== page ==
Phlebotomy Career Training’s dialysis instructor and FNP, Nancy Kimmel, has written a post regarding the safety of patients at dialysis centers that seems noteworthy for not only the laymen but also medical professionals. Many of us don’t think about kidney disease on a regular basis, unless of course we are one of the 468,000 people in the U.S. on weekly hemodialysis treatments.
Garden City, MI, August 04, 2019 –(PR.com)– Professor Kimmel, the Director of Phlebotomy Career Training, has created the course curriculum for a nursing-based dialysis course. Professor Kimmel has vast experience in teaching dialysis technician courses to non-licensed health care workers. She stated, “the field is in dire need of competent help, and we as nurses and nurse educators must try to bridge this gap for the sake of the patients.”
Hemodialysis centers appear to be popping up regularly in communities across America. Many of these centers are situated next to restaurants and shopping centers. As unobtrusive as they may seem, one may ask why are there so many. According to the N.I.D.D.K., there was a dramatic increase in the number of patients who needed hemodialysis in 2012. The numbers have remained constant up until present day.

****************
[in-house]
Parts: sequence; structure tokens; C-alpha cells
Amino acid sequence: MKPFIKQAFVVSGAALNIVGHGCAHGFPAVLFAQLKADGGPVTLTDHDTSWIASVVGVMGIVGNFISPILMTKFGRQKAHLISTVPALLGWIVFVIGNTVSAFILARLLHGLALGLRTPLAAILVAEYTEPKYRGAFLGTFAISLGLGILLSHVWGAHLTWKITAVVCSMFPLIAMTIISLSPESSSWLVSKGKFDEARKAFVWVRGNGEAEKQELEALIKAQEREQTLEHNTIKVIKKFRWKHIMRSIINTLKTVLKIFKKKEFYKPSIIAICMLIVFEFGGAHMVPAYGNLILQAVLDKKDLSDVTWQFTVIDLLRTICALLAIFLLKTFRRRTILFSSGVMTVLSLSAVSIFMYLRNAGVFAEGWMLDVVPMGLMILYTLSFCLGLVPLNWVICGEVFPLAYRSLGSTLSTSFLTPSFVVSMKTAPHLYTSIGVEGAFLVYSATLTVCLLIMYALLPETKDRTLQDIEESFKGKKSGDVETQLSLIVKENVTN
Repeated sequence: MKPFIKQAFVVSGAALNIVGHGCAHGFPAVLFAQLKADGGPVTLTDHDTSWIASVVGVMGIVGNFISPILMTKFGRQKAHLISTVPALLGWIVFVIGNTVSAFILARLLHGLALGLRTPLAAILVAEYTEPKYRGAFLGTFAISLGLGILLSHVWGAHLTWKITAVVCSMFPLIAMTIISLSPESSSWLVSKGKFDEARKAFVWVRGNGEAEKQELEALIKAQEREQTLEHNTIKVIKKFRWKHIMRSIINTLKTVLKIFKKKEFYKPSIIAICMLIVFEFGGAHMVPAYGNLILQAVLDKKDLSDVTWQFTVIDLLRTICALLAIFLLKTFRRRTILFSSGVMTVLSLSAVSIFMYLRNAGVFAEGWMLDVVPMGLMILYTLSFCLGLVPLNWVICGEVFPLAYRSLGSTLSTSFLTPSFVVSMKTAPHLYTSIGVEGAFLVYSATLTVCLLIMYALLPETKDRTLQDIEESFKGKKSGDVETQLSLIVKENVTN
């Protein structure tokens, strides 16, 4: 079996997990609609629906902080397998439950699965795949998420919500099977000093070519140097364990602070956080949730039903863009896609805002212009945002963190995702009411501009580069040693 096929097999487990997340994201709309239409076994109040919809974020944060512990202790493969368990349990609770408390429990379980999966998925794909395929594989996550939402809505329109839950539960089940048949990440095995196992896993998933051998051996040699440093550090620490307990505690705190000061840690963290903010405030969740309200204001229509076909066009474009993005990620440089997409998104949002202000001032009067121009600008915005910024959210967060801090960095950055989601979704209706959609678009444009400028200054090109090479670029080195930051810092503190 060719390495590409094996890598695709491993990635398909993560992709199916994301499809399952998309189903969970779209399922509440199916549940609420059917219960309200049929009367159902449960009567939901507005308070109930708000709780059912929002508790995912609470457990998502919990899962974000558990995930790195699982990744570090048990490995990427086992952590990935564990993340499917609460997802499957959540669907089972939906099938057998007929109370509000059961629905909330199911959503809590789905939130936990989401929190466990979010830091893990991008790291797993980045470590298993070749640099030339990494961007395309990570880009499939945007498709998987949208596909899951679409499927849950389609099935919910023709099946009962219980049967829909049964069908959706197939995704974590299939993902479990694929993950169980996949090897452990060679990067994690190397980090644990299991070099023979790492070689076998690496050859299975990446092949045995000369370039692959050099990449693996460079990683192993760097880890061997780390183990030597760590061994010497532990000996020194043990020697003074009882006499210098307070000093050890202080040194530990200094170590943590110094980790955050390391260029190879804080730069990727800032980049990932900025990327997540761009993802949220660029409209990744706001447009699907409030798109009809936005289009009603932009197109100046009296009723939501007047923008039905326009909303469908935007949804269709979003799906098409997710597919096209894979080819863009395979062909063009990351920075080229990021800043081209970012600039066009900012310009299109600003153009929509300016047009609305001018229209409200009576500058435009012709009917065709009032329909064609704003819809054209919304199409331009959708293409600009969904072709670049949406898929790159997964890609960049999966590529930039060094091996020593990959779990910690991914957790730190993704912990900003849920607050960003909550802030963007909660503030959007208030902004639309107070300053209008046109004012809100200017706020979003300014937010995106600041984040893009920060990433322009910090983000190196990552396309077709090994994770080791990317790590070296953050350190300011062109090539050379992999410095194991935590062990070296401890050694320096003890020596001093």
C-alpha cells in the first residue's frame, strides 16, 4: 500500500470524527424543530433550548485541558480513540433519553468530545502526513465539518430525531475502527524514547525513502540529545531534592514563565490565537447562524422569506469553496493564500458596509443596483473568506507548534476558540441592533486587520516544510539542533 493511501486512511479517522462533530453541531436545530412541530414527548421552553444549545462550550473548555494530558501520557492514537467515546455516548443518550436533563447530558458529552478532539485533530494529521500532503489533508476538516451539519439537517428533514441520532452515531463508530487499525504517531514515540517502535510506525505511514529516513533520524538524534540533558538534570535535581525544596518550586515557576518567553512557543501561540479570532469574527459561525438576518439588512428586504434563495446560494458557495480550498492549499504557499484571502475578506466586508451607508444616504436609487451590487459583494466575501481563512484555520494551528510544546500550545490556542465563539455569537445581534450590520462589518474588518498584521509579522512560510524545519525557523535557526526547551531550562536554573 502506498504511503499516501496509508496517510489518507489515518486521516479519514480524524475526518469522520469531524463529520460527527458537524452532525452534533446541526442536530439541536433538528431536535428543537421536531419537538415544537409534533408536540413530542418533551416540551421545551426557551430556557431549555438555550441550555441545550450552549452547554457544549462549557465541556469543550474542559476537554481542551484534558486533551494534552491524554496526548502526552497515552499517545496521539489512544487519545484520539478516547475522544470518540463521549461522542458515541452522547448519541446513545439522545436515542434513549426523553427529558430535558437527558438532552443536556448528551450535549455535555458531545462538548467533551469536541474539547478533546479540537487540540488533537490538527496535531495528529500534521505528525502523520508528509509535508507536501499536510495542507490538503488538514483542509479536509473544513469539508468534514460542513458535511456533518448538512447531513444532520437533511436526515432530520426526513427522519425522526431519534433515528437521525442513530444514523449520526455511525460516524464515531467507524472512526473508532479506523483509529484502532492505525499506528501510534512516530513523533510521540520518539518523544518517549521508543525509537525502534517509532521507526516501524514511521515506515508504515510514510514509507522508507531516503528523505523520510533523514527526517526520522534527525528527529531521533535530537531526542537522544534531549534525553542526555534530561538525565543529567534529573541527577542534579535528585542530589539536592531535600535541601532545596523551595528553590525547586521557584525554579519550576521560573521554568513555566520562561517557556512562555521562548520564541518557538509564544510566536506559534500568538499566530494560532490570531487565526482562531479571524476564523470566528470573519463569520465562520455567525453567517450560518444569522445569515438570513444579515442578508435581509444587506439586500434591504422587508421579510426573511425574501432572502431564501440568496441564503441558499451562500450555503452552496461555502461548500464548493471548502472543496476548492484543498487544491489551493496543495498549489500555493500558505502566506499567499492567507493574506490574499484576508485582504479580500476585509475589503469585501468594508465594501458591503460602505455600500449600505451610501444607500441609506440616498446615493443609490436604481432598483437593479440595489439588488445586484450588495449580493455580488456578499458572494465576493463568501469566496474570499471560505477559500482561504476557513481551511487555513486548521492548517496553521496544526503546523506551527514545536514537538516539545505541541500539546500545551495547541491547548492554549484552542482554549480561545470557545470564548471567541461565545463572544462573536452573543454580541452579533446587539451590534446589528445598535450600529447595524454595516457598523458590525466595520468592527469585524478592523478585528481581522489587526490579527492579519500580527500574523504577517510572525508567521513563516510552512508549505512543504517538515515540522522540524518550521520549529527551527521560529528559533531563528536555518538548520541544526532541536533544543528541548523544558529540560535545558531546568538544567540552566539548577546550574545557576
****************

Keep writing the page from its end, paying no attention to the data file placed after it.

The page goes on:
Patients receiving hemodialysis two to three times per week typically spend four to seven hours at the center. The process is very grueling. After the patient is assessed with respect to their health and diet, they are then weighed and taken to their dialysis chair. The dialysis technician will then don PPE (Personal Protective Equipment) and using the sterile field technique, proceed to cannulate the patient’s fistula. Their fistula may be central venous, brachial cephalic or radial cephalic. This step could cost the patient their life if not performed by a skilled medical professional. After the patient has been cannulated, the dialysis technician then prepares the dialysis machine. The patient will spend the bulk of their time in their recliner as their blood is siphoned from their bodies and put back into their circulation free of waste products.
When a physician determines that a …
Full story available on Benzinga.com
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